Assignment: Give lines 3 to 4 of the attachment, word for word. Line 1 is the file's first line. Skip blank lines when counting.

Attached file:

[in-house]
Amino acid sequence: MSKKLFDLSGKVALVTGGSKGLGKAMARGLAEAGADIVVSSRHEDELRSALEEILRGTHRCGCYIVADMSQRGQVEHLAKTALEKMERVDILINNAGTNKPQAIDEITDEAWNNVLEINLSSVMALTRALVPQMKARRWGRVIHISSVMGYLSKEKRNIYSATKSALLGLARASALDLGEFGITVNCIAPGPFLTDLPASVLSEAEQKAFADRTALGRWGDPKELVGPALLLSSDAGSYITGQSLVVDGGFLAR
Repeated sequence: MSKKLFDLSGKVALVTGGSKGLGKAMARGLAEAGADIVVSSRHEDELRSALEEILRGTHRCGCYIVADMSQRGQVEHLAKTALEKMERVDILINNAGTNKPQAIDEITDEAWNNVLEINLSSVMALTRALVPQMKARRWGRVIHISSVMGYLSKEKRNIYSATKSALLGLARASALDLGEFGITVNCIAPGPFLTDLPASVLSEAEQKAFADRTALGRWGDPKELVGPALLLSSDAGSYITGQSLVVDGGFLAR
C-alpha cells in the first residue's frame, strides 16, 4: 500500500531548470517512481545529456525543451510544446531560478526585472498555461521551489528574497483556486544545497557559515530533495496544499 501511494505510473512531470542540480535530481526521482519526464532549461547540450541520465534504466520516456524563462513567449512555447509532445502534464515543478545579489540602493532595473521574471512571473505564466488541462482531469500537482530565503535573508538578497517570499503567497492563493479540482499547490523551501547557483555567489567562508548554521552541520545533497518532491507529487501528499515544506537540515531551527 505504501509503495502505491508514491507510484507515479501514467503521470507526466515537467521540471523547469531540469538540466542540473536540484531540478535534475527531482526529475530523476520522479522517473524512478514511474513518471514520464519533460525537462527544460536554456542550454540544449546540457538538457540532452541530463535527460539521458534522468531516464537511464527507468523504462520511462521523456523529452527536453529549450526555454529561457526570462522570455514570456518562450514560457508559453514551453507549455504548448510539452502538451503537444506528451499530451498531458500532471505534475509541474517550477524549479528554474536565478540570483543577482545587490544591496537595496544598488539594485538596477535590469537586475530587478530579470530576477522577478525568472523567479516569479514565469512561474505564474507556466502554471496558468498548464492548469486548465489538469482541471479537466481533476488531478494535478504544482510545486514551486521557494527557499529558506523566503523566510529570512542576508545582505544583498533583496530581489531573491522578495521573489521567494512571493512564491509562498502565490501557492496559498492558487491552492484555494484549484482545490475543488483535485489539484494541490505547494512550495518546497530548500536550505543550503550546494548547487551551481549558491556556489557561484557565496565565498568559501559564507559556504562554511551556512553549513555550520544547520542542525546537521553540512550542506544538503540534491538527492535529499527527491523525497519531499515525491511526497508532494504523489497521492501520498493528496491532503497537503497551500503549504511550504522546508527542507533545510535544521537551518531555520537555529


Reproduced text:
Repeated sequence: MSKKLFDLSGKVALVTGGSKGLGKAMARGLAEAGADIVVSSRHEDELRSALEEILRGTHRCGCYIVADMSQRGQVEHLAKTALEKMERVDILINNAGTNKPQAIDEITDEAWNNVLEINLSSVMALTRALVPQMKARRWGRVIHISSVMGYLSKEKRNIYSATKSALLGLARASALDLGEFGITVNCIAPGPFLTDLPASVLSEAEQKAFADRTALGRWGDPKELVGPALLLSSDAGSYITGQSLVVDGGFLAR
C-alpha cells in the first residue's frame, strides 16, 4: 500500500531548470517512481545529456525543451510544446531560478526585472498555461521551489528574497483556486544545497557559515530533495496544499 501511494505510473512531470542540480535530481526521482519526464532549461547540450541520465534504466520516456524563462513567449512555447509532445502534464515543478545579489540602493532595473521574471512571473505564466488541462482531469500537482530565503535573508538578497517570499503567497492563493479540482499547490523551501547557483555567489567562508548554521552541520545533497518532491507529487501528499515544506537540515531551527 505504501509503495502505491508514491507510484507515479501514467503521470507526466515537467521540471523547469531540469538540466542540473536540484531540478535534475527531482526529475530523476520522479522517473524512478514511474513518471514520464519533460525537462527544460536554456542550454540544449546540457538538457540532452541530463535527460539521458534522468531516464537511464527507468523504462520511462521523456523529452527536453529549450526555454529561457526570462522570455514570456518562450514560457508559453514551453507549455504548448510539452502538451503537444506528451499530451498531458500532471505534475509541474517550477524549479528554474536565478540570483543577482545587490544591496537595496544598488539594485538596477535590469537586475530587478530579470530576477522577478525568472523567479516569479514565469512561474505564474507556466502554471496558468498548464492548469486548465489538469482541471479537466481533476488531478494535478504544482510545486514551486521557494527557499529558506523566503523566510529570512542576508545582505544583498533583496530581489531573491522578495521573489521567494512571493512564491509562498502565490501557492496559498492558487491552492484555494484549484482545490475543488483535485489539484494541490505547494512550495518546497530548500536550505543550503550546494548547487551551481549558491556556489557561484557565496565565498568559501559564507559556504562554511551556512553549513555550520544547520542542525546537521553540512550542506544538503540534491538527492535529499527527491523525497519531499515525491511526497508532494504523489497521492501520498493528496491532503497537503497551500503549504511550504522546508527542507533545510535544521537551518531555520537555529